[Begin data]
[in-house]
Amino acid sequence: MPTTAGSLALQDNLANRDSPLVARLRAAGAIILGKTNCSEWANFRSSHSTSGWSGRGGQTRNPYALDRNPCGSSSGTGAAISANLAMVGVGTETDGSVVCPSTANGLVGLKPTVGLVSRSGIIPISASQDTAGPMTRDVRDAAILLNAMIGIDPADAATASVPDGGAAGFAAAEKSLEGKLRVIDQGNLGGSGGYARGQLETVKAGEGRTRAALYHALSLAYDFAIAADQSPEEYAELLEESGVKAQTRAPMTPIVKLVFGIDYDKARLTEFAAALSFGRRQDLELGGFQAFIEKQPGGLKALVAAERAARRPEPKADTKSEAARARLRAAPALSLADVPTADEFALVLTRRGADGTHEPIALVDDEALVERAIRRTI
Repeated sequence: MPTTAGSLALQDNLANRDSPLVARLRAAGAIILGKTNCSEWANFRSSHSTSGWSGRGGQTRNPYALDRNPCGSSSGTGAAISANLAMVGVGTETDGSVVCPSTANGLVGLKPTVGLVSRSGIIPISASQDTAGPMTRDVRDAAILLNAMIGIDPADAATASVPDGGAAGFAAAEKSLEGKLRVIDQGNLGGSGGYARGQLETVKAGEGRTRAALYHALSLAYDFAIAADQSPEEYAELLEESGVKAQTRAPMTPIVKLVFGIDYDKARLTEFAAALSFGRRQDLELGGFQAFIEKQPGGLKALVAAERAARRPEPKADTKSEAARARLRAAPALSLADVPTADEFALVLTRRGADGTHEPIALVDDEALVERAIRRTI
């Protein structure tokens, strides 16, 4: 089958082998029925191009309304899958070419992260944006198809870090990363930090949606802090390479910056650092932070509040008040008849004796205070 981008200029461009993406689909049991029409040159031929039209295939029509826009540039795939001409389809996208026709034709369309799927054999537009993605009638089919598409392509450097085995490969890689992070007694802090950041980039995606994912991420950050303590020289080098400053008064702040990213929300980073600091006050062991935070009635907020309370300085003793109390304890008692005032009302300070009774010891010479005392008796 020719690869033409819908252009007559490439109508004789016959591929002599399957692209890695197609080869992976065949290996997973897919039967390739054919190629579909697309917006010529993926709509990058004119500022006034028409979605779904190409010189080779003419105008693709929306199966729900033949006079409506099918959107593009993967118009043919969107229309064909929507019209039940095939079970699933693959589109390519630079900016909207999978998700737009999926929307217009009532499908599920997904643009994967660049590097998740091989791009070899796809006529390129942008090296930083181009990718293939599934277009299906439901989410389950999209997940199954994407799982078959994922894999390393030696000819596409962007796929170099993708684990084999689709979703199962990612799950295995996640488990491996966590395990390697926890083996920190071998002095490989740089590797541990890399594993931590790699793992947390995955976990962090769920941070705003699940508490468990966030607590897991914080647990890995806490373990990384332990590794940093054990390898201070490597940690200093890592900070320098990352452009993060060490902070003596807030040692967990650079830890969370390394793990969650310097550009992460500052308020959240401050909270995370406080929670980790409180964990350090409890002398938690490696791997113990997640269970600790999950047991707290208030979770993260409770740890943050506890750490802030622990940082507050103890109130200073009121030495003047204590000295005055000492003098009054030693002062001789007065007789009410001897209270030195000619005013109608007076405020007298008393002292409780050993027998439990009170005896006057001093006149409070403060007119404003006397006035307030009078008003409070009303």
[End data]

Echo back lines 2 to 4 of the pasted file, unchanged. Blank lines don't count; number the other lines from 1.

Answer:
Amino acid sequence: MPTTAGSLALQDNLANRDSPLVARLRAAGAIILGKTNCSEWANFRSSHSTSGWSGRGGQTRNPYALDRNPCGSSSGTGAAISANLAMVGVGTETDGSVVCPSTANGLVGLKPTVGLVSRSGIIPISASQDTAGPMTRDVRDAAILLNAMIGIDPADAATASVPDGGAAGFAAAEKSLEGKLRVIDQGNLGGSGGYARGQLETVKAGEGRTRAALYHALSLAYDFAIAADQSPEEYAELLEESGVKAQTRAPMTPIVKLVFGIDYDKARLTEFAAALSFGRRQDLELGGFQAFIEKQPGGLKALVAAERAARRPEPKADTKSEAARARLRAAPALSLADVPTADEFALVLTRRGADGTHEPIALVDDEALVERAIRRTI
Repeated sequence: MPTTAGSLALQDNLANRDSPLVARLRAAGAIILGKTNCSEWANFRSSHSTSGWSGRGGQTRNPYALDRNPCGSSSGTGAAISANLAMVGVGTETDGSVVCPSTANGLVGLKPTVGLVSRSGIIPISASQDTAGPMTRDVRDAAILLNAMIGIDPADAATASVPDGGAAGFAAAEKSLEGKLRVIDQGNLGGSGGYARGQLETVKAGEGRTRAALYHALSLAYDFAIAADQSPEEYAELLEESGVKAQTRAPMTPIVKLVFGIDYDKARLTEFAAALSFGRRQDLELGGFQAFIEKQPGGLKALVAAERAARRPEPKADTKSEAARARLRAAPALSLADVPTADEFALVLTRRGADGTHEPIALVDDEALVERAIRRTI
């Protein structure tokens, strides 16, 4: 089958082998029925191009309304899958070419992260944006198809870090990363930090949606802090390479910056650092932070509040008040008849004796205070 981008200029461009993406689909049991029409040159031929039209295939029509826009540039795939001409389809996208026709034709369309799927054999537009993605009638089919598409392509450097085995490969890689992070007694802090950041980039995606994912991420950050303590020289080098400053008064702040990213929300980073600091006050062991935070009635907020309370300085003793109390304890008692005032009302300070009774010891010479005392008796 020719690869033409819908252009007559490439109508004789016959591929002599399957692209890695197609080869992976065949290996997973897919039967390739054919190629579909697309917006010529993926709509990058004119500022006034028409979605779904190409010189080779003419105008693709929306199966729900033949006079409506099918959107593009993967118009043919969107229309064909929507019209039940095939079970699933693959589109390519630079900016909207999978998700737009999926929307217009009532499908599920997904643009994967660049590097998740091989791009070899796809006529390129942008090296930083181009990718293939599934277009299906439901989410389950999209997940199954994407799982078959994922894999390393030696000819596409962007796929170099993708684990084999689709979703199962990612799950295995996640488990491996966590395990390697926890083996920190071998002095490989740089590797541990890399594993931590790699793992947390995955976990962090769920941070705003699940508490468990966030607590897991914080647990890995806490373990990384332990590794940093054990390898201070490597940690200093890592900070320098990352452009993060060490902070003596807030040692967990650079830890969370390394793990969650310097550009992460500052308020959240401050909270995370406080929670980790409180964990350090409890002398938690490696791997113990997640269970600790999950047991707290208030979770993260409770740890943050506890750490802030622990940082507050103890109130200073009121030495003047204590000295005055000492003098009054030693002062001789007065007789009410001897209270030195000619005013109608007076405020007298008393002292409780050993027998439990009170005896006057001093006149409070403060007119404003006397006035307030009078008003409070009303």